It primarily has gone as I mentioned before, to people who are financially vulnerable. You can measure that a number of different ways. You can measure it by credit scores, you can measure it by incomes, you can measure by some form of income to debt ratio. But the fact is that these services are being used by people to stretch their budgets. When you stretch your budget, there is a payment that has to be made eventually, and if you do nothing but keep stretching, obviously at some point this is going to impact people negatively. I'm happy to see that buy-now pay-later is probably going to be put onto the same standards as credit card loans because though it is a different mechanism, it is still the same money for the borrowers.

Chris Hill: Just to be clear, there's nothing about this story that makes me think like, oh, this is regulators run amok. This is overreach. It's like no, as you said, it's the same standards that credit card company

Bill Mann: That is what regulators do, Chris. You don't want regulators to go out idled. Maybe some people do, but I don't want regulators to go out and try and regulate things that don't exist yet. The fact is in this country, take almost any area of exploration. We have allowed entrepreneurs to go out and look for new models. This is in fact a new model. To me as the investor because it's a new model, it's one that I inherently don't trust. I would like to see a full credit cycle, for example. But that doesn't mean that the regulators have run amok. What has happened, and this started, as you said, late last year, they've seen enough to make some decisions, and so I certainly don't think this is the end of the road for buy-now pay-later. Probably, this will limit some of the excesses, and hopefully, this will limit some of the potential damage that may be done to some of our most vulnerable borrowers out there.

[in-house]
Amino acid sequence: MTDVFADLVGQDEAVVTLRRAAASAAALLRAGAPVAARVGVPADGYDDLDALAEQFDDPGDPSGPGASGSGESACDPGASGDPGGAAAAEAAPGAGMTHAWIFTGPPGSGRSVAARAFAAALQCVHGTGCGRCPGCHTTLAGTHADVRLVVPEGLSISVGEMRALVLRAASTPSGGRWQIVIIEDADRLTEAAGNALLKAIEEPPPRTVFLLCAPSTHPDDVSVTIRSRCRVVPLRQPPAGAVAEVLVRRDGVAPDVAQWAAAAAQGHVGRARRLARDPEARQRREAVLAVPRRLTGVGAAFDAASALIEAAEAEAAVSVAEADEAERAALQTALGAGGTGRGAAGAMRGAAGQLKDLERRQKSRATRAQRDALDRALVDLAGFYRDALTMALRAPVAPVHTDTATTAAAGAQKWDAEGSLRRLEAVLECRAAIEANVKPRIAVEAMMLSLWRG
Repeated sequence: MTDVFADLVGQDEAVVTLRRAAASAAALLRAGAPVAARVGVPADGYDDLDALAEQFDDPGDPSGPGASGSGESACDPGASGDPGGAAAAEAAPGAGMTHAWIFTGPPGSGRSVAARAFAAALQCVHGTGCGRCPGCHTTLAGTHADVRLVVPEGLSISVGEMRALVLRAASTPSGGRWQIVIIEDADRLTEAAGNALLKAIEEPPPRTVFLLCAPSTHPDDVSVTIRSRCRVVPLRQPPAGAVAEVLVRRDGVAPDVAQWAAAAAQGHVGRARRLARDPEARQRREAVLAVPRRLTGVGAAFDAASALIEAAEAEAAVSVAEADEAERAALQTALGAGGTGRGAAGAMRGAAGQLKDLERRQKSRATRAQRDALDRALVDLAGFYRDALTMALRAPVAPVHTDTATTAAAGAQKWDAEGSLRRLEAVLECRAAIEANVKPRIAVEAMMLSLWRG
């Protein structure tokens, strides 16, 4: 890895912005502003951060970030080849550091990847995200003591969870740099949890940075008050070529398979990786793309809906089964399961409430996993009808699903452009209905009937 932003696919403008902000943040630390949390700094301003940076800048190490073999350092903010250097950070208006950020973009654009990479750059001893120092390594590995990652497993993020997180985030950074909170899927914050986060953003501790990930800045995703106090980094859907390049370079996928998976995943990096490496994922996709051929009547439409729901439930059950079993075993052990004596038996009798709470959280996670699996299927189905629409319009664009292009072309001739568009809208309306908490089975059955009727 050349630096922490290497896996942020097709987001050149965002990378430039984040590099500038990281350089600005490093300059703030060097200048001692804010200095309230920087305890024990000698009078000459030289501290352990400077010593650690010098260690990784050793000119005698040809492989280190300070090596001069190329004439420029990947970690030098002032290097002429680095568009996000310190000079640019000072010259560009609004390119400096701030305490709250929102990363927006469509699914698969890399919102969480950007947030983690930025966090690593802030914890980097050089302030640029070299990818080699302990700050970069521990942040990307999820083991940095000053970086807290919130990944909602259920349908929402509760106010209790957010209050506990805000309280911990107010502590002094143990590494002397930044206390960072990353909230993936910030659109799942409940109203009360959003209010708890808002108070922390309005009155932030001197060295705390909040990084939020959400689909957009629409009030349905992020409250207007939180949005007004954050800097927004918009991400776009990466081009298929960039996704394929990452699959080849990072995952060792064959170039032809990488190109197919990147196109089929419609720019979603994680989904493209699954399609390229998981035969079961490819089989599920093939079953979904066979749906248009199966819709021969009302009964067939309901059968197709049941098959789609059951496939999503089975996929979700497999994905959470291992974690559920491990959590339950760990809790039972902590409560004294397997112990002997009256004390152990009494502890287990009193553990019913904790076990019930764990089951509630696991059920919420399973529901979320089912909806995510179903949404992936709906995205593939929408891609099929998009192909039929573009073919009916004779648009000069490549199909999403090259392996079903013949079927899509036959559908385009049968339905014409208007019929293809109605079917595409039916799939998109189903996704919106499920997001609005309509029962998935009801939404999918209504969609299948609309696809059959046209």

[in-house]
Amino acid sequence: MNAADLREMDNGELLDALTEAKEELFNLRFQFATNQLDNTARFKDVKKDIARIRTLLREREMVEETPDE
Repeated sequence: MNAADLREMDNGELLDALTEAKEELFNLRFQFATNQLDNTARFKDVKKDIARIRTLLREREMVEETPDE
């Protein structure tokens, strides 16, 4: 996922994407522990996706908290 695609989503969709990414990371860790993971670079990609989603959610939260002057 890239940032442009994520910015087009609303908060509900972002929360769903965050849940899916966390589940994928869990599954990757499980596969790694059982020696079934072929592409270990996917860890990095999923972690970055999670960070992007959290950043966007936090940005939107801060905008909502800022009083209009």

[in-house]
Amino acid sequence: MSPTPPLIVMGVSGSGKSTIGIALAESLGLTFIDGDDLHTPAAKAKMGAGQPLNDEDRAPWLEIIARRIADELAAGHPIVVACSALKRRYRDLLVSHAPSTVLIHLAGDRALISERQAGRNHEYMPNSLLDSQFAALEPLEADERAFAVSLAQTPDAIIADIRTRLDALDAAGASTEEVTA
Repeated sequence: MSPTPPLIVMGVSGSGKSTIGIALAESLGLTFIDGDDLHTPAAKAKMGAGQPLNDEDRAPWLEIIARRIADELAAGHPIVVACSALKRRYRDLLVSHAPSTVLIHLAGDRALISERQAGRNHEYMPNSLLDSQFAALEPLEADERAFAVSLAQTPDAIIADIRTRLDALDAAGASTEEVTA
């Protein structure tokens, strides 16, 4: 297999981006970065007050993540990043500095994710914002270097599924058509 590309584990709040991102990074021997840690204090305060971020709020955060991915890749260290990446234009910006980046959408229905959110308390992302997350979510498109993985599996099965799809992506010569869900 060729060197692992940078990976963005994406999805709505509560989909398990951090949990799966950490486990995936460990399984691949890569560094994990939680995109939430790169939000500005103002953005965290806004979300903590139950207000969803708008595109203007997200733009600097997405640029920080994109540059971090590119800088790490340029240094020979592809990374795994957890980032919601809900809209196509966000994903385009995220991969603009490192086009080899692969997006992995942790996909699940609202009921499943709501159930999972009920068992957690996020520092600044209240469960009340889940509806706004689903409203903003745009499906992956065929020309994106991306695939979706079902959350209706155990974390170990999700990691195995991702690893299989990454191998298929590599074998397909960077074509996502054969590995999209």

Chris Hill: Let's move on to Europe because you just got back. I know this was a personal trip. This was not a business trip. But as I mentioned the last time you were on the show, we talked about energy in Europe. I'm wondering if you had any boots on the ground observations while you were there.

Bill Mann: Well, I was in Prague in the Czech Republic, and it was interesting consuming local media while I was there, and I spent a lot of time really paying attention to this. That sounds fancy. What I really like to do when I travel is get a local paper and read it and see what's going on.

Bill Mann: See what they have to say, what their view of the world is, and the checks by and large what I'm getting from them is obviously they are incredibly nervous and they're coming to the realization that the decisions that have been made and let's put it in context. The Czech Republic is a delightful place, but it is not one of the largest economies in Europe. It is a middling former Eastern European economy that's growing but they very much have to follow along countries like Germany. I'm going to keep saying companies. Countries like Germany, countries like France, the Czech Republic very much has to follow along. So what we are seeing is a recognition that the decisions that they've been made over the years is leaving the Eastern Europe at grave risk this winter of not having enough molecules to run factories, to run businesses. People's power bills have gone up by 14 times. The easiest solution for governments is to come in and offer some relief in terms of the cost.